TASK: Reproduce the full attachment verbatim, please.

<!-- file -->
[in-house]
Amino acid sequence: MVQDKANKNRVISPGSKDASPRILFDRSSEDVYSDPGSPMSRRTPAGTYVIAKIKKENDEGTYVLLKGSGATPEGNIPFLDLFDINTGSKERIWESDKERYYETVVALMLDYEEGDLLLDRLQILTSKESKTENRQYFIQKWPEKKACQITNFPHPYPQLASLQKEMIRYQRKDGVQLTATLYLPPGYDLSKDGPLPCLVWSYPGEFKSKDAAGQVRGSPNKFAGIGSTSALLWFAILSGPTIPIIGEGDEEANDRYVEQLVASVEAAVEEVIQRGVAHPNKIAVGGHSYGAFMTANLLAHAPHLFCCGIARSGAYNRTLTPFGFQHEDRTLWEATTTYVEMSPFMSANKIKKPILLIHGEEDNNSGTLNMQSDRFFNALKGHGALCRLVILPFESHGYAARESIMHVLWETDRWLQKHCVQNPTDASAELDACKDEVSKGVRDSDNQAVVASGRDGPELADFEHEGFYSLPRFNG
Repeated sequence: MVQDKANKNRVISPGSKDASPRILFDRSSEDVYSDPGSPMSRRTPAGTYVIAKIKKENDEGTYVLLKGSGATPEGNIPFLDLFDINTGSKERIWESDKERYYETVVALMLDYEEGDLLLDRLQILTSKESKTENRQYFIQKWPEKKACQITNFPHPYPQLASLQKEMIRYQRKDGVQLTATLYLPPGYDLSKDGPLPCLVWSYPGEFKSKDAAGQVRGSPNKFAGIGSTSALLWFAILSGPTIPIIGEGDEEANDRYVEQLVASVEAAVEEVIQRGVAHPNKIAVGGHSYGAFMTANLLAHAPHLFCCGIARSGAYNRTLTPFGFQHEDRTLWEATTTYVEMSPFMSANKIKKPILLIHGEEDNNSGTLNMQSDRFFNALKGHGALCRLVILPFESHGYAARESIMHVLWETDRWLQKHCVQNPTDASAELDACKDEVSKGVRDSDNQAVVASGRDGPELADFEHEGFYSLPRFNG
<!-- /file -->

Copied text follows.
[in-house]
Amino acid sequence: MVQDKANKNRVISPGSKDASPRILFDRSSEDVYSDPGSPMSRRTPAGTYVIAKIKKENDEGTYVLLKGSGATPEGNIPFLDLFDINTGSKERIWESDKERYYETVVALMLDYEEGDLLLDRLQILTSKESKTENRQYFIQKWPEKKACQITNFPHPYPQLASLQKEMIRYQRKDGVQLTATLYLPPGYDLSKDGPLPCLVWSYPGEFKSKDAAGQVRGSPNKFAGIGSTSALLWFAILSGPTIPIIGEGDEEANDRYVEQLVASVEAAVEEVIQRGVAHPNKIAVGGHSYGAFMTANLLAHAPHLFCCGIARSGAYNRTLTPFGFQHEDRTLWEATTTYVEMSPFMSANKIKKPILLIHGEEDNNSGTLNMQSDRFFNALKGHGALCRLVILPFESHGYAARESIMHVLWETDRWLQKHCVQNPTDASAELDACKDEVSKGVRDSDNQAVVASGRDGPELADFEHEGFYSLPRFNG
Repeated sequence: MVQDKANKNRVISPGSKDASPRILFDRSSEDVYSDPGSPMSRRTPAGTYVIAKIKKENDEGTYVLLKGSGATPEGNIPFLDLFDINTGSKERIWESDKERYYETVVALMLDYEEGDLLLDRLQILTSKESKTENRQYFIQKWPEKKACQITNFPHPYPQLASLQKEMIRYQRKDGVQLTATLYLPPGYDLSKDGPLPCLVWSYPGEFKSKDAAGQVRGSPNKFAGIGSTSALLWFAILSGPTIPIIGEGDEEANDRYVEQLVASVEAAVEEVIQRGVAHPNKIAVGGHSYGAFMTANLLAHAPHLFCCGIARSGAYNRTLTPFGFQHEDRTLWEATTTYVEMSPFMSANKIKKPILLIHGEEDNNSGTLNMQSDRFFNALKGHGALCRLVILPFESHGYAARESIMHVLWETDRWLQKHCVQNPTDASAELDACKDEVSKGVRDSDNQAVVASGRDGPELADFEHEGFYSLPRFNG